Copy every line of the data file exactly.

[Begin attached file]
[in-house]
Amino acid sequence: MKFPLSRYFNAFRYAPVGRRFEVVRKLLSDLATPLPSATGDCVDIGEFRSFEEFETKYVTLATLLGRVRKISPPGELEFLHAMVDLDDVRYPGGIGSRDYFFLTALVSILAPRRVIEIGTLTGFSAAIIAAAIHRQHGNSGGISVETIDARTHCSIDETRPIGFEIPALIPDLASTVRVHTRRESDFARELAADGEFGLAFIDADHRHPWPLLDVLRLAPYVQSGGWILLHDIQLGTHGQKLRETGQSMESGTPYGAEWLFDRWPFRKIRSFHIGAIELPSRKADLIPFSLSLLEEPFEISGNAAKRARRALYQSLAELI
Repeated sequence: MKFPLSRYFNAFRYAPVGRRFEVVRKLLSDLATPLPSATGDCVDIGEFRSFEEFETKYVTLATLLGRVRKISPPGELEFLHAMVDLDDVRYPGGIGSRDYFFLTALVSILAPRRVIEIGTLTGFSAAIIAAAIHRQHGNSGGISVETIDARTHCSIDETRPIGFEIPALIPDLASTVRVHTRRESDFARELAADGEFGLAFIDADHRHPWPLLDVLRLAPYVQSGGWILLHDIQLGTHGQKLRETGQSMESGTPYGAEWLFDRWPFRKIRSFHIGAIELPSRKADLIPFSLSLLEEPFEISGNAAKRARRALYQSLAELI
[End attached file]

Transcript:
[in-house]
Amino acid sequence: MKFPLSRYFNAFRYAPVGRRFEVVRKLLSDLATPLPSATGDCVDIGEFRSFEEFETKYVTLATLLGRVRKISPPGELEFLHAMVDLDDVRYPGGIGSRDYFFLTALVSILAPRRVIEIGTLTGFSAAIIAAAIHRQHGNSGGISVETIDARTHCSIDETRPIGFEIPALIPDLASTVRVHTRRESDFARELAADGEFGLAFIDADHRHPWPLLDVLRLAPYVQSGGWILLHDIQLGTHGQKLRETGQSMESGTPYGAEWLFDRWPFRKIRSFHIGAIELPSRKADLIPFSLSLLEEPFEISGNAAKRARRALYQSLAELI
Repeated sequence: MKFPLSRYFNAFRYAPVGRRFEVVRKLLSDLATPLPSATGDCVDIGEFRSFEEFETKYVTLATLLGRVRKISPPGELEFLHAMVDLDDVRYPGGIGSRDYFFLTALVSILAPRRVIEIGTLTGFSAAIIAAAIHRQHGNSGGISVETIDARTHCSIDETRPIGFEIPALIPDLASTVRVHTRRESDFARELAADGEFGLAFIDADHRHPWPLLDVLRLAPYVQSGGWILLHDIQLGTHGQKLRETGQSMESGTPYGAEWLFDRWPFRKIRSFHIGAIELPSRKADLIPFSLSLLEEPFEISGNAAKRARRALYQSLAELI